In a week when the GOP Senate will likely take their criminal president and crown him criminal king, we look at the big picture – treason, disinformation, and how to resist. Much like the Senate trial itself, our conversation centers on Ukraine. This week Andrea interviews Ukrainian journalist Olga Tokariuk about how disinformation makes its way from the Kremlin into western media and even into western courts, as demonstrated by a recent court case in Italy in which online Kremlin propaganda formed much of the “evidence”. This situation can happen anywhere, including here in the United States. Andrea and Olga also discuss censorship, state violence, and the difficulties in being a journalist in an era where multiple regimes seek to annihilate the very concept of truth.

Sarah Kendzior and Andrea Chalupa are experts on authoritarian states who warned America about election hacking years before 2016. Here, they take a deep dive on the news, skipping outrage to deliver analysis, history, context, and sharp insight on global affairs.

We’re More United Than We Are Divided

December 17

This week we discuss the dueling shitshows of the Boris Johnson sweep in the UK and the ongoing impeachment effort in the US. We debunk the media myths surrounding the British election – no, the loss of Jeremy Corbyn is not an omen of what will happen to Warren or Sanders! – while looking at the way the US and UK situations are linked, namely dark money, Kremlin backers, shady data mining corporations, and mainstream media propaganda. We also discuss what lessons progressives in the US can take away from Corbyn’s disastrous campaign, and how to balance unity with the necessity of diverse opinions in a political movement.Then we discuss the ongoing impeachment effort in the House – which may well have happened by the time you read this post! We stress that the Democrats must not send the articles of impeachment to the Senate, where they will only be used for a show trial by Republicans who have already declared they have no interest in seriously examining the House’s evidence. Impeachment hearings and investigations must continue – including ones of active criminals like Rudy Giuliani, who is flagrantly confessing to his own offenses because he fears no repercussions. A crisis cannot be resolved when it is not fully exposed. It will only linger and fester if partially examined – and hearings are the strongest tool officials have to fight autocratic consolidation.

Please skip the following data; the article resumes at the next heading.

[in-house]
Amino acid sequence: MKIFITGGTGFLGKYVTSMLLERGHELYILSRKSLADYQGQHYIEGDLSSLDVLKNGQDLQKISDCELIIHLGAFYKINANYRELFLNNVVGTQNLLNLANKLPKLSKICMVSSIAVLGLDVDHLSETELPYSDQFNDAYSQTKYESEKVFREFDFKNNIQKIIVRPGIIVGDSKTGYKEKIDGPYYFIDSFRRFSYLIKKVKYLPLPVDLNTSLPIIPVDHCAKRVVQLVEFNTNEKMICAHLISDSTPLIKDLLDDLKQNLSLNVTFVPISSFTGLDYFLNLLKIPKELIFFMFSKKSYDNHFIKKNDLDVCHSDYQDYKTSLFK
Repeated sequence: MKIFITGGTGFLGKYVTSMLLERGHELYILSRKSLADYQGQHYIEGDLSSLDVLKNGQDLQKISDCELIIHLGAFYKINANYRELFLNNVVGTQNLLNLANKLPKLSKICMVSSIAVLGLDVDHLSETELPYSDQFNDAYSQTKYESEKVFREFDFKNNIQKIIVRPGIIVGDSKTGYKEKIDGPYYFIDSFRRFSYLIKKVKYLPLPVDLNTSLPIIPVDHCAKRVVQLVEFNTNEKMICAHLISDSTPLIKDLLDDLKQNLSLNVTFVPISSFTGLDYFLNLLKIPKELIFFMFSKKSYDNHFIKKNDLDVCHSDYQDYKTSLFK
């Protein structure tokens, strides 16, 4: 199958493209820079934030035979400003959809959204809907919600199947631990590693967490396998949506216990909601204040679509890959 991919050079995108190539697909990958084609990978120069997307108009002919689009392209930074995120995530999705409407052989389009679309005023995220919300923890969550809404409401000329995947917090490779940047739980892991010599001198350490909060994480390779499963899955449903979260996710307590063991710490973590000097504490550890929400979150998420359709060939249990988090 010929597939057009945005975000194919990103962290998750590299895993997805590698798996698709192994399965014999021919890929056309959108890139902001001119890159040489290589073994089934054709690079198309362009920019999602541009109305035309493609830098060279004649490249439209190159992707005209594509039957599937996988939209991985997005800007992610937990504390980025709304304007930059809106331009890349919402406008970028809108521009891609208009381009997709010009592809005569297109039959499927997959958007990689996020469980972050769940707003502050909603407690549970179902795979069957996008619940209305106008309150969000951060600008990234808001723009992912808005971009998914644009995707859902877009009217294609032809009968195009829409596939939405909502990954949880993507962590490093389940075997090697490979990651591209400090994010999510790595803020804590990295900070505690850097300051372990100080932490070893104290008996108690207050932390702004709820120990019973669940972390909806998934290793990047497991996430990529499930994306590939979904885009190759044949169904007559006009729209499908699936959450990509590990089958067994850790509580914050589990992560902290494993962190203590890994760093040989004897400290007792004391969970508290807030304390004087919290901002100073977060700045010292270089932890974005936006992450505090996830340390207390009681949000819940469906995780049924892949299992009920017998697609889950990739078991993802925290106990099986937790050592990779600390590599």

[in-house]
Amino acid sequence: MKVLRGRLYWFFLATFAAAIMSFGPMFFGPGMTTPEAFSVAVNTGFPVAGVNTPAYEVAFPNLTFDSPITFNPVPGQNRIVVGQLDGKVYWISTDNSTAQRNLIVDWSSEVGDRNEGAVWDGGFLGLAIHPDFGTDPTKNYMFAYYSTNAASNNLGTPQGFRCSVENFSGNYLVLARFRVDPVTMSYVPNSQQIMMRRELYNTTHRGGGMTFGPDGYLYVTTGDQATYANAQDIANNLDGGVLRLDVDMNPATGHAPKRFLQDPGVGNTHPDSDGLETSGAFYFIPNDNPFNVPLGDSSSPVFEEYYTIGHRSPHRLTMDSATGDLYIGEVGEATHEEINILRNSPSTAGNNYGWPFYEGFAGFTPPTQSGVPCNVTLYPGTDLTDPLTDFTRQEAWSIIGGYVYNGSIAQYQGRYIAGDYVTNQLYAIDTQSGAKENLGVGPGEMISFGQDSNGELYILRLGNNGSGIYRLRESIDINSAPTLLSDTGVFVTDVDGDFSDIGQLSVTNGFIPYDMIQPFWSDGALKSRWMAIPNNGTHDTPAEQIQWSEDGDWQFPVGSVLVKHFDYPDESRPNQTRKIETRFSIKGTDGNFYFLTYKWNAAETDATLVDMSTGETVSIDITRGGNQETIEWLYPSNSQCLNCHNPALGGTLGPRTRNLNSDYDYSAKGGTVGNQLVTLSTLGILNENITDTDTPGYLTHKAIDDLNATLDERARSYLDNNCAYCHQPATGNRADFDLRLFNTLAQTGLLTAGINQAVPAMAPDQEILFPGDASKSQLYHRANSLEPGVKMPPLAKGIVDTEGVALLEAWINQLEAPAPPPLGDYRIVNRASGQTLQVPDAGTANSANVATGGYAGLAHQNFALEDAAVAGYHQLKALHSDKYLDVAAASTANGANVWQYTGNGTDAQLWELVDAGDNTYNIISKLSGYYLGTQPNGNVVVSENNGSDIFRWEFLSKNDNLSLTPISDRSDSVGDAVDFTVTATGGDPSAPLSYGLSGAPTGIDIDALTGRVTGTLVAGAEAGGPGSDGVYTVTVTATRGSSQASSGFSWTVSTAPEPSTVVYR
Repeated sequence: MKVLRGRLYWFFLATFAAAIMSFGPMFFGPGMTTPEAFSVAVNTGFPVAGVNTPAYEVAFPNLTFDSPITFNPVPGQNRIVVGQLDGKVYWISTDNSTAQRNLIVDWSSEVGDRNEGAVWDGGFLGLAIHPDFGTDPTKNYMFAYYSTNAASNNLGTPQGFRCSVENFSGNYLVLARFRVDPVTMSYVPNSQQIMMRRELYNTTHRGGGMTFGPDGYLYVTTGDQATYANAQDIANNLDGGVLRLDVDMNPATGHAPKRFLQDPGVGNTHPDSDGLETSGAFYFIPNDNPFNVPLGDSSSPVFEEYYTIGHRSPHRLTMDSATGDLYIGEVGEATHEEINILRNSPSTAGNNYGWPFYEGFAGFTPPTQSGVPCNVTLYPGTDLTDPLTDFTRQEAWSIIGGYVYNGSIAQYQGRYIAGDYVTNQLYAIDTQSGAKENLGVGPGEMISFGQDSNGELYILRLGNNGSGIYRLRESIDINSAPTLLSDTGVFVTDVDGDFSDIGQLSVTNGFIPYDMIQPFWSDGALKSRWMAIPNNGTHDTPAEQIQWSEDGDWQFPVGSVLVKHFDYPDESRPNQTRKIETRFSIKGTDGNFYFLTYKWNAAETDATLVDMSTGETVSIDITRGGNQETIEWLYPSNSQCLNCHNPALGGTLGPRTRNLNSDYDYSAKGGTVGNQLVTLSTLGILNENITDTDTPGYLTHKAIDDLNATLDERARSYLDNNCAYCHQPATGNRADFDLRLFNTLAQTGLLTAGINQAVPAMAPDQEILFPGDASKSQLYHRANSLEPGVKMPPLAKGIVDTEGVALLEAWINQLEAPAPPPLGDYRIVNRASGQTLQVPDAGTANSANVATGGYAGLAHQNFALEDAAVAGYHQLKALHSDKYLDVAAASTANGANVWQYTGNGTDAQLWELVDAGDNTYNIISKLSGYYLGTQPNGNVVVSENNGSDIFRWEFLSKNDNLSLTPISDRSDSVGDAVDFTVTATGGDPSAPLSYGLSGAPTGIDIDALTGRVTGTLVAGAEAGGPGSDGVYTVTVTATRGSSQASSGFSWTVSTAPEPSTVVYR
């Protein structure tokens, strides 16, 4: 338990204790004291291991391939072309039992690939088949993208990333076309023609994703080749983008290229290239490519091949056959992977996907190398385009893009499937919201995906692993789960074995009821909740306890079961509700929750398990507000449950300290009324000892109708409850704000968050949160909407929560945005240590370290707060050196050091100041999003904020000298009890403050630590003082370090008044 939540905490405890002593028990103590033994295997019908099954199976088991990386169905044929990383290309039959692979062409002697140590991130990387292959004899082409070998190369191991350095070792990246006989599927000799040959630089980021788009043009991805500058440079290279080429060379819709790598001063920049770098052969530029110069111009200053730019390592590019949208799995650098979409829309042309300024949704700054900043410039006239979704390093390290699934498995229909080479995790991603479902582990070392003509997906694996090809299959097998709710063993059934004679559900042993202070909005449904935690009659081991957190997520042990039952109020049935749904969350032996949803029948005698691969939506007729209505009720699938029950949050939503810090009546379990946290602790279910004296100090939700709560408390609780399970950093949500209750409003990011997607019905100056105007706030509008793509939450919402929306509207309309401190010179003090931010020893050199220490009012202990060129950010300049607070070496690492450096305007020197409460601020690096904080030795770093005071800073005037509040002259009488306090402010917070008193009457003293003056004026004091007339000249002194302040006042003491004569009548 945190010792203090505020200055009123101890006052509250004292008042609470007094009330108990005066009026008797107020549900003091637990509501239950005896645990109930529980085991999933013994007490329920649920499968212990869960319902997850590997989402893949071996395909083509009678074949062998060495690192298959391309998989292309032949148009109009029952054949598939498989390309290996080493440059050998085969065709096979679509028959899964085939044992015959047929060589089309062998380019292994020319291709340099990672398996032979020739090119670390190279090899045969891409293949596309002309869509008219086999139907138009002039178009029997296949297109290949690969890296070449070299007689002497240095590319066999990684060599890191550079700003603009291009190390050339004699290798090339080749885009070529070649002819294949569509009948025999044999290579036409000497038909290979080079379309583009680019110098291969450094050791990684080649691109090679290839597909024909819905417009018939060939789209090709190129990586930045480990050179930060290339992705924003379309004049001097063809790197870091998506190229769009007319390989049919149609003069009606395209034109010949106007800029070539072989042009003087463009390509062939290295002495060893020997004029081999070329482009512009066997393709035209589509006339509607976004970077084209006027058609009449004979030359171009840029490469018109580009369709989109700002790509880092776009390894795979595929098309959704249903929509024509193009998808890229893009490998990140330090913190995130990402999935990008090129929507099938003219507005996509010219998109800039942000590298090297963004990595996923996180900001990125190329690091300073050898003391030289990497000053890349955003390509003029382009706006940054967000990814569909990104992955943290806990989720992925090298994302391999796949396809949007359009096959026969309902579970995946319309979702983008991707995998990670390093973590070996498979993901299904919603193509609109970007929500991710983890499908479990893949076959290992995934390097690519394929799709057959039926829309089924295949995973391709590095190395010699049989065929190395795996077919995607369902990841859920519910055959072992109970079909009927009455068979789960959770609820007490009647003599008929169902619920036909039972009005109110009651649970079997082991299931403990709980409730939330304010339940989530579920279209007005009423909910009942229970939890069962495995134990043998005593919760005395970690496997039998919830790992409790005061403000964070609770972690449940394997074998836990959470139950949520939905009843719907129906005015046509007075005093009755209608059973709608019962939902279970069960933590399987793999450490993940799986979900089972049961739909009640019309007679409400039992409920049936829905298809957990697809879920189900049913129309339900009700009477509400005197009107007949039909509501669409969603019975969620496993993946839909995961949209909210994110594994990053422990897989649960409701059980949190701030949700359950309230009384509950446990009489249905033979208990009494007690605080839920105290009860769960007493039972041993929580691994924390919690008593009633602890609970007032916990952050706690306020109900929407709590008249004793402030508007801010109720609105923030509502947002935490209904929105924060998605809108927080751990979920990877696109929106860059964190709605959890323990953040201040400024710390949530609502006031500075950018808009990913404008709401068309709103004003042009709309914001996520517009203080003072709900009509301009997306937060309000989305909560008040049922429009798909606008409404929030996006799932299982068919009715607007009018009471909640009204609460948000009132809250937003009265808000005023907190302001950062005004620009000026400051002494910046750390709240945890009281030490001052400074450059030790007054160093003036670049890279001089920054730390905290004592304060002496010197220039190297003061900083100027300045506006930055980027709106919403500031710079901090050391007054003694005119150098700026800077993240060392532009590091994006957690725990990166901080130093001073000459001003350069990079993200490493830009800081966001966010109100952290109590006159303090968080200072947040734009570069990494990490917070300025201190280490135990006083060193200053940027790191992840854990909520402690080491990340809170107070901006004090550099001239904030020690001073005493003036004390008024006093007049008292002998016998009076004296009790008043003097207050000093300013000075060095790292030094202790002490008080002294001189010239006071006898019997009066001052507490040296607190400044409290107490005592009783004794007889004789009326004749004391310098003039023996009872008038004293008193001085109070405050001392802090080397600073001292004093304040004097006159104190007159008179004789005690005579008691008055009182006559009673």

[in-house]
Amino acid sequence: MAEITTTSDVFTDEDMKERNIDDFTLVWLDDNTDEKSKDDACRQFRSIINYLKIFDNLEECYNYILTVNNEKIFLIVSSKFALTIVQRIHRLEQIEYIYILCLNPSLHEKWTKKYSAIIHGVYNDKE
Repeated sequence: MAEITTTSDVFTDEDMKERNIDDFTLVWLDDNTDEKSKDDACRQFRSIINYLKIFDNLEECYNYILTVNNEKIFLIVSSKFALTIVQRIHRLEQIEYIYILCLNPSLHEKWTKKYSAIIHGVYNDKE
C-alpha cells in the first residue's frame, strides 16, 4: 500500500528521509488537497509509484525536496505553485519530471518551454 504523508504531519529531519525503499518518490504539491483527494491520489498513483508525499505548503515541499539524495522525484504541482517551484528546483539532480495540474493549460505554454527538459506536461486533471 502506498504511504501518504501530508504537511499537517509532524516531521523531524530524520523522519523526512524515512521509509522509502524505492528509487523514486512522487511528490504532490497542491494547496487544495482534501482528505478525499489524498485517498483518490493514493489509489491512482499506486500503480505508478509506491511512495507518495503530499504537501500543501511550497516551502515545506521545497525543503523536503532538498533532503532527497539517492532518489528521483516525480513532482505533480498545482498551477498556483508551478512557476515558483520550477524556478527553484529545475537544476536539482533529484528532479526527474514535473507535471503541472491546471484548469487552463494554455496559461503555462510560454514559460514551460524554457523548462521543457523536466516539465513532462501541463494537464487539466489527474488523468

For our weekly bonus episode, we discuss how to stay motivated during the nightmare year that will be 2020, and give pragmatic advice for activists involved in campaigns and everyday folks struggling to to save their country. We give tips for responsible citizens with outstanding social skills (Andrea!) and for brooding loners with an irrational fear of the phone (Sarah!) Everyone has something to offer and now is the time to join the fight. To listen to this bonus episode and also get access to all past and future bonus episodes, sign up at the Truth-Teller level of higher on our Patreon.

Listen to this latest podcast episode : We’re More United Than We Are Divided | Gaslit Nation on Patreon

Sarah Kendzior and Andrea Chalupa are experts on authoritarian states who warned America about election hacking years before 2016. Here, they take a deep dive on the news, skipping outrage to deliver analysis, history, context, and sharp insight on global affairs.